The Telegraph
Since 1st March, 1999
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VHP closes temple court route

New Delhi, Jan. 23: With just a month to go before the dharma sansad (religious parliament) of the Vishwa Hindu Parishad unveils its next move on the Ram temple, the Centre is trying to avert a likely crisis but without tangible results.

According to official sources, the last thing the Atal Bihari Vajpayee government wants is a VHP-sponsored crisis when Parliament will be in session to pass the general budget. The dharma sansad is scheduled for February 21, 22 and 23 in Delhi.

The Supreme Court’s last directive, ordering the Centre to maintain status quo ante not only at the site deemed as “disputed” in Ayodhya’s temple-mosque complex but also in “undisputed” areas, has tied the government’s hands completely.

The order, passed on the eve of the “shiladaan” announced by the VHP in March 2002, conveyed that no activity — including a “symbolic” placing of a brick — would be allowed.

Official sources said the only “viable” way out now is asking the VHP or one of its offshoots to file a revision petition in the apex court, seeking clarification whether its March order is operative even today or if it was valid only till the “shiladaan”.

According to sources, the Centre, depending on what the court says, can explore the possibility of handing over a part of the “undisputed” land to the Ramjanmabhoomi Nyas, a VHP-created trust.

Well placed VHP sources said they have refused to oblige the Centre and told its emissary they would have nothing to do with courts any more.

Shatrughan Singh, the bureaucrat who heads the specially constituted Ayodhya cell — part of the Prime Minister’s Office — recently met three senior VHP functionaries.

According to official sources, he asked VHP joint general-secretaries Onkar Bhave and Champat Rai and vice-president S.C. Dixit whether the VHP would consider filing a revision petition. They refused and reportedly said the Centre was free to knock at the court’s door if it chose to.

“Moving the court will shackle us completely,” a VHP source said. “It will put a halt to our agitation, that gained a lot of momentum last year, because of the Centre’s stand. Besides, our stand has always been that the people’s court is supreme. So where is the question of going to any other court'”

Asked to indicate what announcement could be expected at the dharma sansad and its likely impact on the Centre, VHP sources said: “We will abide by whatever decision our sadhus and mahatmas take, however harsh it may be for the Centre. If it means embarking on temple construction immediately, we will implement the order.”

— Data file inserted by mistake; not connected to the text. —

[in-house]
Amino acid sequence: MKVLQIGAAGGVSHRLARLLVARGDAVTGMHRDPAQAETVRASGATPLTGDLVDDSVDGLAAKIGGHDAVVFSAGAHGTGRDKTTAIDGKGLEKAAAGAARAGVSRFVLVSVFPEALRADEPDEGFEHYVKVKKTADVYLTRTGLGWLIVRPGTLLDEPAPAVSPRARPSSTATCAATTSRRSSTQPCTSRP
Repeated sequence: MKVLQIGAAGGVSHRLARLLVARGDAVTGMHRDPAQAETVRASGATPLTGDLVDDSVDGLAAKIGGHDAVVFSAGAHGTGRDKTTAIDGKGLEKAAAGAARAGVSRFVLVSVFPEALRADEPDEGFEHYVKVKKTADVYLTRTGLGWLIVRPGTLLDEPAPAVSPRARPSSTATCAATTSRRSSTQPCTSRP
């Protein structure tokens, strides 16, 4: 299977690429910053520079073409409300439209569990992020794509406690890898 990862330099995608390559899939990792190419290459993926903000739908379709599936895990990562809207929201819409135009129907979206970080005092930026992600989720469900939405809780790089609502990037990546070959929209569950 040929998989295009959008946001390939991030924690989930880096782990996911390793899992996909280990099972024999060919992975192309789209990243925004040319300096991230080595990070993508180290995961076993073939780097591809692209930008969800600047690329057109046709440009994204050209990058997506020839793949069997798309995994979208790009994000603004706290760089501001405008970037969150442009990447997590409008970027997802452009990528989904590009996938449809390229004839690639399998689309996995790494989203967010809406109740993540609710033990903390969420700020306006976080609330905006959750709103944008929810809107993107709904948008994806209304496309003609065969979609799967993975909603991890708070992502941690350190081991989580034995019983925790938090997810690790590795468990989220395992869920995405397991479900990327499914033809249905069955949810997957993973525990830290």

Asked if the sansad would put off such a decision till the 2004 Lok Sabha polls drew closer, they said: “That is just what the BJP would like us to do because it would suit them in the polls.”

“We will not fall into that trap again because (then) we will be open to the charge of politicising the temple issue.” This is an allegation VHP leader Ashok Singhal recently levelled against deputy Prime Minister L.K. Advani.

The RSS has hinted it may not mediate with the VHP before the dharma sansad.

RSS spokesman M.G. Vaidya said: “We will await the decision and the resolutions of the sansad. Whatever proposal comes up will be discussed at our general council meeting.” The RSS meeting is scheduled for March 7, 8, and 9 in Nagpur.

According to the VHP, the March court order “violated” an earlier ruling given by a larger Supreme Court bench.

The larger bench had said the Centre should conduct a proper survey of the 42 acres or so that form the Ayodhya complex and earmark land required for the construction of a temple or a mosque — depending on the final verdict — and an access pathway and hand the rest to the Ramjanmabhoomi Nyas.

VHP sources alleged they were not even “compensated” for the land in the Nyas’ “possession” after the Centre acquired it.

“The ball is the Centre’s court to undo the damage that was done to us,” said VHP sources.

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